My Adventures in Democracy

August 17, 2015

– David Pechefsky
 
Recently, GC has embarked on a project in which we ask ourself #WhyGC. Where to start? I have been working in government/politics/democracy building for close to 20 years. Back in 1996 I was an intern in the office of Brooklyn Council Member Steve Dibrienza. This was when Mayor Giuliani’s administration was implementing welfare reform and Steve didn’t like it. He would haul in Giuliani’s commissioners and grill them for hours. I am not sure how effective it was, but it was good theatre. I was inspired.
 
I worked in City government for the next twelve years, mostly with the City Council. It was a good run, but over time I got frustrated. I began to feel like the Council wasn’t working well enough and I wanted to challenge the system. So I ran as a Green Party candidate for the Council. It was fun, but also very instructive about how entrenched the current dynamics of our politics are and how closed the system is in NYC. A low point was when the Board of Elections erroneously counted 500 votes that were for me as going to the libertarian candidate, in my own election district! When I first saw the numbers I wondered “did my wife vote against me?” I was discouraged. I thought “if no one will listen to me in the US, maybe they will listen to me somewhere else.”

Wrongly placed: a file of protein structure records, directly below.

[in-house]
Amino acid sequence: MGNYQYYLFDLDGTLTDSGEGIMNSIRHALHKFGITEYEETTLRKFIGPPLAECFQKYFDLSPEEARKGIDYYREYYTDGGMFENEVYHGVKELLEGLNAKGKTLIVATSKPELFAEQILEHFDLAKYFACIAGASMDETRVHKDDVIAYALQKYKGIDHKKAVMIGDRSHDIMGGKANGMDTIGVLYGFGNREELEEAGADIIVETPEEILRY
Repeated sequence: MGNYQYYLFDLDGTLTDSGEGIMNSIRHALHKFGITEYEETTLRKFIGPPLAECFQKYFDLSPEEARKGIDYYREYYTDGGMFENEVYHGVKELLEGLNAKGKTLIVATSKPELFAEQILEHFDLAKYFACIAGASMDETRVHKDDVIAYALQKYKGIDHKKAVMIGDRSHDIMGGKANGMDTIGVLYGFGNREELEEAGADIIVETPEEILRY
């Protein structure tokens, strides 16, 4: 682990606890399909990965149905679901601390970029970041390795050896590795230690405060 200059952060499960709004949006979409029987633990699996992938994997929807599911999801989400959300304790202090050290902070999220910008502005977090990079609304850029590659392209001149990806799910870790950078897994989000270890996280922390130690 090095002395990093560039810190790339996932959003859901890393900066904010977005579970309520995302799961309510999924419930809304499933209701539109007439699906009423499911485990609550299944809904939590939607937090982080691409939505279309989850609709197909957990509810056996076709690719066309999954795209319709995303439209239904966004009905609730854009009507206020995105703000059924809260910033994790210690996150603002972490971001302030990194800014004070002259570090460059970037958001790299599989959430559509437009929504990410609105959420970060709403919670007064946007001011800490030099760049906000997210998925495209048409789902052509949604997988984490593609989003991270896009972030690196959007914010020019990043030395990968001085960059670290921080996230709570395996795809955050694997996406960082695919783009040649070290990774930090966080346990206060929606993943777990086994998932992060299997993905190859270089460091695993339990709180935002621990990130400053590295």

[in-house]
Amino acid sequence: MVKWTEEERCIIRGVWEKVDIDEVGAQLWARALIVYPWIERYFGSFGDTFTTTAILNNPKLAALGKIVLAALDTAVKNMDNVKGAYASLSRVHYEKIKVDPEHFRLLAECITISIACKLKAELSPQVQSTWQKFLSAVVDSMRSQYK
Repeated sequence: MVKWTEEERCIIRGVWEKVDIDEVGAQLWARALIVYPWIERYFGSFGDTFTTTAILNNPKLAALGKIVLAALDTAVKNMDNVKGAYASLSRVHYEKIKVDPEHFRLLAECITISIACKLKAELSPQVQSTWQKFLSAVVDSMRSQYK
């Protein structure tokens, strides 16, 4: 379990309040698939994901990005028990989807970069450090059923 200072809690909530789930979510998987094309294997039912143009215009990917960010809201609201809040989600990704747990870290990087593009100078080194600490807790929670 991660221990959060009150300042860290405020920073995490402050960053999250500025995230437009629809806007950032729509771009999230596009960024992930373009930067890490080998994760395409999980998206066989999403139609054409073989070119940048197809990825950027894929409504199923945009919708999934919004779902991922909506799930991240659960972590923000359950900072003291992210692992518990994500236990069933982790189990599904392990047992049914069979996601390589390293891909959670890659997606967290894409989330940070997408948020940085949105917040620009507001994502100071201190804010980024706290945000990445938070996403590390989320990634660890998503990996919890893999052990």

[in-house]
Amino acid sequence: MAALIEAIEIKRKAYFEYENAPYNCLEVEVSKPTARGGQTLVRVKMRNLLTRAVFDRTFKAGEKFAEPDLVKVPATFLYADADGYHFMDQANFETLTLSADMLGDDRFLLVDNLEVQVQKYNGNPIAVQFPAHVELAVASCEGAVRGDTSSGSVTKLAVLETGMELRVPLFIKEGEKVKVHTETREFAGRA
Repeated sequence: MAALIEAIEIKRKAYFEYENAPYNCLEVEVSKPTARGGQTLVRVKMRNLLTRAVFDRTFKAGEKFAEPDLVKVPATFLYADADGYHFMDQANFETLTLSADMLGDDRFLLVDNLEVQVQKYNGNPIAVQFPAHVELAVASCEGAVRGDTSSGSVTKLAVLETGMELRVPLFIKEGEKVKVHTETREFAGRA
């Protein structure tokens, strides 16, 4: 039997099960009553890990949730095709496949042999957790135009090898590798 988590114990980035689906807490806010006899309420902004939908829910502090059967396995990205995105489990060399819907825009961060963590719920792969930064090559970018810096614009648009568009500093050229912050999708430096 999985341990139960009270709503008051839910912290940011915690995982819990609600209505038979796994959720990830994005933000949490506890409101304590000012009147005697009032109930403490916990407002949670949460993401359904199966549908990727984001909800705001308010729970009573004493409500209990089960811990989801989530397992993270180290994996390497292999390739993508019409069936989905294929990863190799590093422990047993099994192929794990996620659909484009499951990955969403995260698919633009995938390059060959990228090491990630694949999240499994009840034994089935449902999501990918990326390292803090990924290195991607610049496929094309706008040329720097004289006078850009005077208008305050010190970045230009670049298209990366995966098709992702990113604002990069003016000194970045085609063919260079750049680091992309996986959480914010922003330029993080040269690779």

Fast forward 4 years, and I am working in Nairobi with the National Democratic Institute (NDI) managing a program to improve the Parliament of Somalia. We take a delegation of Somali MPs on a study mission to Norway. Sadly, Somalia is notorious for its clan politics, violence, and unstable governance. Norway is known for good governance, peace and prosperity, and consensus politics. Where does the US fall on the spectrum? As I am chatting with the Speaker of the Somali Parliament over pizza (his choice), I tell him about politics and government in the US and New York. Another New York politician has been indicted. The President and Congress are at loggerheads over the debt ceiling. Public opinion of government is at an all-time low. “Those don’t sound like best practices to me” says the Speaker. From then on, whenever he sees me leading a training session or even informally talking to his members he says “Hey Chief, are we doing best practices or worst practices today?” Of course he is right, and I know that as much as I like my international work at some point I will need to bring it home. But in what capacity? There are different ways to build democracy – working with institutions is one, working with citizens is another- both necessary. More of my work has been on the institution side – and now, at GC, is is time to try the citizen side!
 
Generation Citizen is a nonpartisan, 501(c)3 tax exempt organization which does not endorse candidates; our goal is to engage our staff, participants, and stakeholders in political and civic action on issues that matter to them personally and in their communities. The opinions expressed in this blog post are those of the writer alone and do not reflect the opinions of Generation Citizen.

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